I've been out and about a lot of late, doing exciting secret stuff like going to Tesco to buy the first Brussels sprouts of autumn. So I was late to the whole sockpuppet debacle when it broke on Friday night.
Obviously, it's disturbing to think that the internet is rife with rampant socks, bigging up their puppeteer's own books while heaping scorn and one-star derision on other authors, but I like to think that what we're seeing at the moment isn't the tip of some massive malevolent iceberg, but just a few isolated cases. And I hope, very much, not to be disabused of that. For years those of us in the crime-writing community have banged on about how lovely and supportive we all are of each other, so of course what's happened looks like a vast betrayal of trust. What's worse is that it's not just the targeted authors who suffer from these kinds of practices, but - and probably more importantly - the readers do too.
The whole point of a good review - and by good, I mean well thought out, not necessarily positive - is to help people make an informed decision about whether they're going to give a book a chance or not. Sockpuppetry undermines that.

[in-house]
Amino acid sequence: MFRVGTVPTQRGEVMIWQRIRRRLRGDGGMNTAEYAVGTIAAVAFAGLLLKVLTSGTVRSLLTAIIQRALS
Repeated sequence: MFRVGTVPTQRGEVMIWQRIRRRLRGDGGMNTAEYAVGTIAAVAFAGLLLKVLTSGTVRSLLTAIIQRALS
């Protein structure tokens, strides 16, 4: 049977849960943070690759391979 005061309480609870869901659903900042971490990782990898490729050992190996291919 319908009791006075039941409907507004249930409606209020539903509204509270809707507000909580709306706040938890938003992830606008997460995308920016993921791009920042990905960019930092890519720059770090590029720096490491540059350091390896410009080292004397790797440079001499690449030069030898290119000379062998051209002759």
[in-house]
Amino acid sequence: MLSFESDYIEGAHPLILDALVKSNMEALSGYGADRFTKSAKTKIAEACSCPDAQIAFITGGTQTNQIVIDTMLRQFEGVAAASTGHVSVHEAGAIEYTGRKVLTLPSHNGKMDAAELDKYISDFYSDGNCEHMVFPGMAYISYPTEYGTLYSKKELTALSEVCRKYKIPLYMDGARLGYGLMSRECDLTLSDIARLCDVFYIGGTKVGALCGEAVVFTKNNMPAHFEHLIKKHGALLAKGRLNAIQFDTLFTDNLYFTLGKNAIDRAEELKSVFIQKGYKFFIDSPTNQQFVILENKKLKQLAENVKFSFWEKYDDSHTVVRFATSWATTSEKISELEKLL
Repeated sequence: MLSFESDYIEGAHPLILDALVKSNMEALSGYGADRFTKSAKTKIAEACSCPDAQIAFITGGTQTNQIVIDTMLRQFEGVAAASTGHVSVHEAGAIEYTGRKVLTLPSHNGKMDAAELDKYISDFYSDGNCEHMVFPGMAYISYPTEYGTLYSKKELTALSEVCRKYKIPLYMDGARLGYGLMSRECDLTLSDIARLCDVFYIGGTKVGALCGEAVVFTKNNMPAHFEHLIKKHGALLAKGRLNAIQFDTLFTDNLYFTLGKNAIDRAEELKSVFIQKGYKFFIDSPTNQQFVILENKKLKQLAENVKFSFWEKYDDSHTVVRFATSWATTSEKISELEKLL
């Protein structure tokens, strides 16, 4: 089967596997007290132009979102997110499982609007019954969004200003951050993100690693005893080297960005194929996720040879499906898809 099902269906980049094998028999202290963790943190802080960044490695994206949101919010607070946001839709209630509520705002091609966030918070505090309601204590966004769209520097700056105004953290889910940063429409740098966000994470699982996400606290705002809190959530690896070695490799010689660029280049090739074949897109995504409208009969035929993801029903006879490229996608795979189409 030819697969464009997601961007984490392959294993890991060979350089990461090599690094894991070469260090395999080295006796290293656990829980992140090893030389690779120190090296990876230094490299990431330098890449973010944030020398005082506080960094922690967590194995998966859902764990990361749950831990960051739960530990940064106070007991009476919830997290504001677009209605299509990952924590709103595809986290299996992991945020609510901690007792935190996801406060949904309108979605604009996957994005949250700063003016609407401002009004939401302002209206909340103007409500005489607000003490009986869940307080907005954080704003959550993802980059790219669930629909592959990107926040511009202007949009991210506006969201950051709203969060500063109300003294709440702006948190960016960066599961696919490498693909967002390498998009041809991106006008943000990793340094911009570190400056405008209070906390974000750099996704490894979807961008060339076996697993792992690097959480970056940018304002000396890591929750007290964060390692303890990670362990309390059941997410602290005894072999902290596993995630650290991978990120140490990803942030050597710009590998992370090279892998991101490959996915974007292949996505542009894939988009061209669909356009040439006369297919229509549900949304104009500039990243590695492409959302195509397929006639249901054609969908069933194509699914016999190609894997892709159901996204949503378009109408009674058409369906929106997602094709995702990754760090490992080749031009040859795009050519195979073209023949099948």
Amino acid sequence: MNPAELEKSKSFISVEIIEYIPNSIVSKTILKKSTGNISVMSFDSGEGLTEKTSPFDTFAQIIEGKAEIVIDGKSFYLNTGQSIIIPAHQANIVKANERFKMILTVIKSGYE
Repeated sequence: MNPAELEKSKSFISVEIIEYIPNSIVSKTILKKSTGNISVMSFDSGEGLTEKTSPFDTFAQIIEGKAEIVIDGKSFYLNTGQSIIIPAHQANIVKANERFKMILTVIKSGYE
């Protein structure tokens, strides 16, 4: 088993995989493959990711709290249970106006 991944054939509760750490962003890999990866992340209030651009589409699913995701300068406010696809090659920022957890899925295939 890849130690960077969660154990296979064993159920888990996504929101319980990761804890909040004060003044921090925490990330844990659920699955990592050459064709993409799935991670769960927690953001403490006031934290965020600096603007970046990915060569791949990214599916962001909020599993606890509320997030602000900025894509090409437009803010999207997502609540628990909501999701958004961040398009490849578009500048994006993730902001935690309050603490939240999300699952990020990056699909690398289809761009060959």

Let's face it, I'm no stranger to one-star reviews on Amazon. As anyone who's been to see me at an author event knows, I've got a habit of reading out the really vitriolic ones, because they're the ones that have tipped over the edge of constructive criticism into bug-eating insanity, and sometimes bug-eating insanity can be very, very funny. Unintentionally, of course. And do you know what? I'm a big boy now - I have my own beard and everything - a one-star review isn't going to send me rushing to the bottom of a bottle regardless of whether it comes from a genuine reader, a troll, or even an item of hosiery with a hand inside it
Yes, what's happened has been disappointing and a lot of people have been very angry on my and Mark's behalf, but RJ Ellory has apologised for his actions and as far as I'm concerned, I'm going to accept that apology and draw a line under the whole affair. It's time to move on.
There's an open letter doing the rounds at the moment condemning the practice of making socks do unethical things and a lot of very good writers are signatories to that. I'm on there too, because I think it's a dangerous practice to get into. Not only will you get hairy palms, you're also betraying the people who write, publish, sell, and read books. Plus, it's very, very naughty. Don't do it.
Now, if you'll excuse me, I'm going to stick some googly eyes on a couple of Argyll socks and go give those jars of Marmite for sale on Amazon some really nasty one-star reviews...